Colorado residents who are seeking child support may need to establish paternity. This is true if the alleged father of the child was not married to the mother at the time of conception or birth. In most cases, DNA tests are used to establish paternity because of their high degree of accuracy. Tests are generally conducted by taking cells from the inside of a person's cheek.
Noncustodial parents in Colorado and throughout the country may try to use a tactic called voluntary impoverishment to avoid paying child support. This may involve a person failing to hold a job or taking jobs that don't maximize his or her earning potential. If someone has a formal child support order in place, authorities can take steps to impute the noncustodial parent's income. This means that he or she will be ordered to pay child support based on a projected annual income.
In Colorado and across the United States, failure to pay child support becomes an issue when it is difficult to find the supporting parent. It is important to ascertain the noncustodial parent's physical address, and locating the noncustodial parent involves research via various documents. Providing information to the county Child Support Enforcement Unit can help locate a missing parent. For instance, CSEU employees will want to know the noncustodial parent's first, middle and last name and all previous names.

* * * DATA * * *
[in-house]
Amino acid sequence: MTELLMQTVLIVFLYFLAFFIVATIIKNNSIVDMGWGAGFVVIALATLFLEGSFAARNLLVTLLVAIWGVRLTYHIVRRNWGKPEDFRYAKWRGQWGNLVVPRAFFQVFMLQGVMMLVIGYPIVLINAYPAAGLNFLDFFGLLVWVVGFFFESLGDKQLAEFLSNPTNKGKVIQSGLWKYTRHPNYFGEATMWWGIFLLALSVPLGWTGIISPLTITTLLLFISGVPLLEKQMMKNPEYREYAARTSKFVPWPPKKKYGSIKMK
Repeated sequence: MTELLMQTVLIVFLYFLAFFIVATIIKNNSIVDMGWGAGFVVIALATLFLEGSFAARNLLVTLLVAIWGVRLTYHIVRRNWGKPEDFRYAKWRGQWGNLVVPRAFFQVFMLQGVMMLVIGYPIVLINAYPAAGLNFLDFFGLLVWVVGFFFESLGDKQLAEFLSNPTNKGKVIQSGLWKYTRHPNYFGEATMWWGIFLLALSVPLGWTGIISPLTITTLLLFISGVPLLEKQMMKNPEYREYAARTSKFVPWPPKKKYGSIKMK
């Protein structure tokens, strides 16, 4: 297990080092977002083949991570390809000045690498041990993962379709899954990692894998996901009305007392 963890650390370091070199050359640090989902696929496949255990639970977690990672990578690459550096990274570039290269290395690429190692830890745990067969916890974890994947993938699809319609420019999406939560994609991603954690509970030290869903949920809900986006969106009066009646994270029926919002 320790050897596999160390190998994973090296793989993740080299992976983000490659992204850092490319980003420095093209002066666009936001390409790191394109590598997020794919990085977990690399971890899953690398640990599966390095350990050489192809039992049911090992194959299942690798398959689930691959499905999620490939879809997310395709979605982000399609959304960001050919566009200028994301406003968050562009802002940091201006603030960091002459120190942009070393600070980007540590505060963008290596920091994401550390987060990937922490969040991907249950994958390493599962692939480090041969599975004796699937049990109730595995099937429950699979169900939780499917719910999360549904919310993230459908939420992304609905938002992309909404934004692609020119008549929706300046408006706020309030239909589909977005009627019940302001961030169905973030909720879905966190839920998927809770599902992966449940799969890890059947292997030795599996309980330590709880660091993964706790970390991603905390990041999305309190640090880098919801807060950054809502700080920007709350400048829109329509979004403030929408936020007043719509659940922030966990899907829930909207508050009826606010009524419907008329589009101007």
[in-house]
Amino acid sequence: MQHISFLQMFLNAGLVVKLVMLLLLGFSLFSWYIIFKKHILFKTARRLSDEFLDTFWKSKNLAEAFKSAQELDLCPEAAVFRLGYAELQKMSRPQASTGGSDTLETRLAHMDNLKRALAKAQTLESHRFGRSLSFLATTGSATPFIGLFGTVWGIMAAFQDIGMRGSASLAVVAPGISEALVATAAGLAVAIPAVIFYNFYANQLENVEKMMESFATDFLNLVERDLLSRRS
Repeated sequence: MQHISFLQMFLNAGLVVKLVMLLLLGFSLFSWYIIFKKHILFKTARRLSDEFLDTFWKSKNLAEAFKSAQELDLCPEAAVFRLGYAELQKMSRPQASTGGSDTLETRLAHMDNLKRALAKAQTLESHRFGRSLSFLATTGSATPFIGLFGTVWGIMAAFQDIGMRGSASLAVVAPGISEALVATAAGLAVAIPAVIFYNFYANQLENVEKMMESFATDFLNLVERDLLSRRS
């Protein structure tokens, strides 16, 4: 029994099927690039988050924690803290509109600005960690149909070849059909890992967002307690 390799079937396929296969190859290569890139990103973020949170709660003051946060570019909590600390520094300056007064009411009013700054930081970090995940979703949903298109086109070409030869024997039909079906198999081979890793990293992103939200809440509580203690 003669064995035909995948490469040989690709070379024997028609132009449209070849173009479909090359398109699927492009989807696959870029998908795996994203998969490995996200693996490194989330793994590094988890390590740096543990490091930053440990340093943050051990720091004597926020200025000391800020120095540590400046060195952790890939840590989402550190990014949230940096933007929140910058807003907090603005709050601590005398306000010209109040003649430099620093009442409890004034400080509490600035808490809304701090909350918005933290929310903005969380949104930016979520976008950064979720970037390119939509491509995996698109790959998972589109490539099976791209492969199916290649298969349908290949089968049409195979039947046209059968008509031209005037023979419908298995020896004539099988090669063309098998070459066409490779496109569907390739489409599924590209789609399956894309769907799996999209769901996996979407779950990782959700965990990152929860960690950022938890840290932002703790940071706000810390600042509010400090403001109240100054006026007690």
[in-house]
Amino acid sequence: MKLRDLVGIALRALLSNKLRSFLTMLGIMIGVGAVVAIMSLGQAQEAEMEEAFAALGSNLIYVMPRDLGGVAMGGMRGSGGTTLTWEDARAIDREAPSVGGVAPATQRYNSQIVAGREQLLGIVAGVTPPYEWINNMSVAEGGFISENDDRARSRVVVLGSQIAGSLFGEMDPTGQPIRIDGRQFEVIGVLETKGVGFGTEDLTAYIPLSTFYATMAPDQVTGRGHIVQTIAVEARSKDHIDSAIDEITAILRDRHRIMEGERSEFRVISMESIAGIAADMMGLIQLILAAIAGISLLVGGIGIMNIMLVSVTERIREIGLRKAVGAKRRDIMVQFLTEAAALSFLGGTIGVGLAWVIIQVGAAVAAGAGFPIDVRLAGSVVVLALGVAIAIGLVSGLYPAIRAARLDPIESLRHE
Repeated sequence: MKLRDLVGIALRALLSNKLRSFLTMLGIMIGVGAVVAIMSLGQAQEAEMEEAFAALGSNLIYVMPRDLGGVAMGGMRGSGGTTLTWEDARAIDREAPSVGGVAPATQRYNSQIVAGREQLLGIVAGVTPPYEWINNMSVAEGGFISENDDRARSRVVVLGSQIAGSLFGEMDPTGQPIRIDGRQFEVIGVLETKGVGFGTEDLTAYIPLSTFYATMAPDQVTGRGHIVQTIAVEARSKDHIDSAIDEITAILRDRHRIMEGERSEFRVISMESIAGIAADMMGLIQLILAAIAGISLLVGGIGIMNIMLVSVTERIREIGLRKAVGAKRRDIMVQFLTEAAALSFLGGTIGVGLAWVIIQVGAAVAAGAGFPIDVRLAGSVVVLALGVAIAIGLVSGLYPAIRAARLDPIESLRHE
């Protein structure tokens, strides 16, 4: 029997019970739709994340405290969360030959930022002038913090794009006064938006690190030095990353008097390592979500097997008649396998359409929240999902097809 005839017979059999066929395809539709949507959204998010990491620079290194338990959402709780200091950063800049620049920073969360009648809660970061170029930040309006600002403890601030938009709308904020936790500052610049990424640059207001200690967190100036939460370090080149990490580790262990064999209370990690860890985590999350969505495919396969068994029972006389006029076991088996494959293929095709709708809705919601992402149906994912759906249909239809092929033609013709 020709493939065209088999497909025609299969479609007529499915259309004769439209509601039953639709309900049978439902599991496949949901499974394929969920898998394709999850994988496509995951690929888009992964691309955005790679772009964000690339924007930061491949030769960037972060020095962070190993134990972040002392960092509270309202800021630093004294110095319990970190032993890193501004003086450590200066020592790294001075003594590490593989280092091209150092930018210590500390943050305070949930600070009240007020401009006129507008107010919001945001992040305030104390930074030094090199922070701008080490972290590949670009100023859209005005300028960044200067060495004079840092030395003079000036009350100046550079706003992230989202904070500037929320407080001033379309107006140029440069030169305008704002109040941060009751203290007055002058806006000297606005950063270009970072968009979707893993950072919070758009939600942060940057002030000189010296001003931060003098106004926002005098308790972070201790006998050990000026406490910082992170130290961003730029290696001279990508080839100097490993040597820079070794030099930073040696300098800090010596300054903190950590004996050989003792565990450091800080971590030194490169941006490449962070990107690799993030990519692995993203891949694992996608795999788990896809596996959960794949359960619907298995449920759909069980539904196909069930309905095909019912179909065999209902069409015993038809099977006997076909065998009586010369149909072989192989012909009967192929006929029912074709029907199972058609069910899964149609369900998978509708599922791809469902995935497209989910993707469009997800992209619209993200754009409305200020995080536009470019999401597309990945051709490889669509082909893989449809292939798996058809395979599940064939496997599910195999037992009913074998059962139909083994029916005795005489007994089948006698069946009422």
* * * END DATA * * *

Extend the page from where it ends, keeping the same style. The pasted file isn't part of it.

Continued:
While every state has its own formula for calculating child support, most of those formulas are broadly similar. In Colorado, the formula takes into account the income of both parents, the number of kids and expenses that might include daycare and medical care.
When a parent in Colorado becomes disabled due to an accident, injury or illness, it can have a substantial impact on all areas of life. Noncustodial parents with disabilities could face particular challenges making child support payments. In general, child support court orders are based on a standard formula that takes into account the parents' income and planned earnings.
Many Colorado parents enter into child support agreements each year. However, the process can seem complicated and confusing for those who are new to the system.
Bringing children into the world is a miraculous thing. They bring with them so much light and joy. When couples choose to bring new life into their homes, providing for these little ones and protecting them is generally of top priority.
Colorado follows a guideline approach when calculating child support, but it involves more than plugging in numbers alone. The key is to make sure those numbers are correct.